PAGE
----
Before my first pregnancy, I lived in a bubble where I believed my gender had very little impact on my professional pursuits. I believed that if I worked hard enough and proved I was smart enough, nothing would stand in my way.

There was proof at my every turn, too. I had the pleasure to work with many smart, competent and successful women. They filled roles at every level of the corporate food chain. Adding to this, I worked for successful companies whose walls were adorned with posters and screens with smiling faces, assuring me their policies and inclusive groups would support me wherever I steered my life.

Take this all together and it’s no wonder I had a firm belief that the struggle for women in the workplace was over.

Then, I got pregnant.

And, immediately, my bubble burst. While nothing changed at work, my pregnancy set in a new realization that, perhaps things weren’t as rosy as I had made them to be.

I became panicked that my pregnancy was going to derail the train I had so meticulously and painstakingly laid track for. That I was no longer going to get to the career destination I had set for myself.

Worse than all that, I was sure that the people I had worked with and for would see me differently. That they would think I was no longer serious about my career and would start to question my efforts and the work I produced. As naïve as I may have been, I knew my career hinged on what others thought of me and how they perceived me.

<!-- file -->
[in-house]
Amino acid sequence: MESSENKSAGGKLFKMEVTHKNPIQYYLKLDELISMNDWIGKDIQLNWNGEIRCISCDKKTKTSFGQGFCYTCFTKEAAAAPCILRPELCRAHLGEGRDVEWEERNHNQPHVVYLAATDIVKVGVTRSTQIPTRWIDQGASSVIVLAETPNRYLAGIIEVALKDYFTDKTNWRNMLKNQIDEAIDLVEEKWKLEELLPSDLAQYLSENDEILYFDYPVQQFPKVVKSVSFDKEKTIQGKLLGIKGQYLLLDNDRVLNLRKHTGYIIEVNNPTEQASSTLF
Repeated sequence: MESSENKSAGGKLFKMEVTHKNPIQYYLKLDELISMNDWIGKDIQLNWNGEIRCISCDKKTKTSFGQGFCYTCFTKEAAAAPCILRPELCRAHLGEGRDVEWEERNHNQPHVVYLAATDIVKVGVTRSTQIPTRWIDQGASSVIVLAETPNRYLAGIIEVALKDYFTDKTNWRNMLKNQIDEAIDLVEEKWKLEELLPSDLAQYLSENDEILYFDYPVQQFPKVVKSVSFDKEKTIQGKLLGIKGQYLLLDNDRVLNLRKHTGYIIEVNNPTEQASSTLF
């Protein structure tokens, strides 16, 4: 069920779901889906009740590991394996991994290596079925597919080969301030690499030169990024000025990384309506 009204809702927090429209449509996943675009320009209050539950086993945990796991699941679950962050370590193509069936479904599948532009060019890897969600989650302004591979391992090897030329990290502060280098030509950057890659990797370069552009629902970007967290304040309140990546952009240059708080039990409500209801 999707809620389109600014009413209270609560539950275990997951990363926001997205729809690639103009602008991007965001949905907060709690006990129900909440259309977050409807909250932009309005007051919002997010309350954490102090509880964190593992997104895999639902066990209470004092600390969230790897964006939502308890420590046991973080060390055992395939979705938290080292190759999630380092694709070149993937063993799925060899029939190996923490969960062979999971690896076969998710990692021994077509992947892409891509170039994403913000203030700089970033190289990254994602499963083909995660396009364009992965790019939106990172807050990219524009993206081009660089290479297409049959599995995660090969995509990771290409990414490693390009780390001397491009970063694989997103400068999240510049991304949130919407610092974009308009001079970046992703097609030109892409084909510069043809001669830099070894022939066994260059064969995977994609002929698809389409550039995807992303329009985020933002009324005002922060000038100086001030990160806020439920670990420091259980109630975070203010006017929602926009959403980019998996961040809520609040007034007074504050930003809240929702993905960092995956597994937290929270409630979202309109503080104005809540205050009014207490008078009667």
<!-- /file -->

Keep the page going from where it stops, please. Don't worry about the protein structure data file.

So, I decided to treat my pregnancy announcement as I would any other career discussion.

As if I was angling for a promotion or wanted a salary increase, I considered three key questions:

1. When should I tell?

What is the right time—for me and those I work with—to share my news? This may depend on a variety of factors including your health, your responsibilities at work and the unique trajectory of your career.

2. Who should I tell?

Who are the people I must tell and who should I take the time to share my pregnancy news with personally? Think: Boss, friends, coworkers.

3. What should I say?

For each person I was going to speak with, what could their concerns be about my pregnancy and pending maternity leave and what do they need to hear from me? I wanted to make sure I anticipated and addressed their specific questions.

I also took time to think through other key factors, which I share in the video below.

By taking the time to plan and strategize, I felt a sense of empowerment as I met with my managers, mentors and clients, sharing my pregnancy news without apology and without embarrassment.

Was I nervous? Heck yea!

But I was also confident that my pregnancy wouldn’t derail my career and it wasn’t something they needed to worry about. I shared this with each of my influencers, adding in any messages that would address any of their specific concerns. I also promised to keep the lines of communication open as my pregnancy progressed, and if at any point I needed to make a change, I’d be sure to let them know.

To help you plan your pregnancy announcement at work, check out my free worksheet.

You’ve got this.

Lisa Durante helps career-conscious women prepare their careers and homes for life as a working mama.

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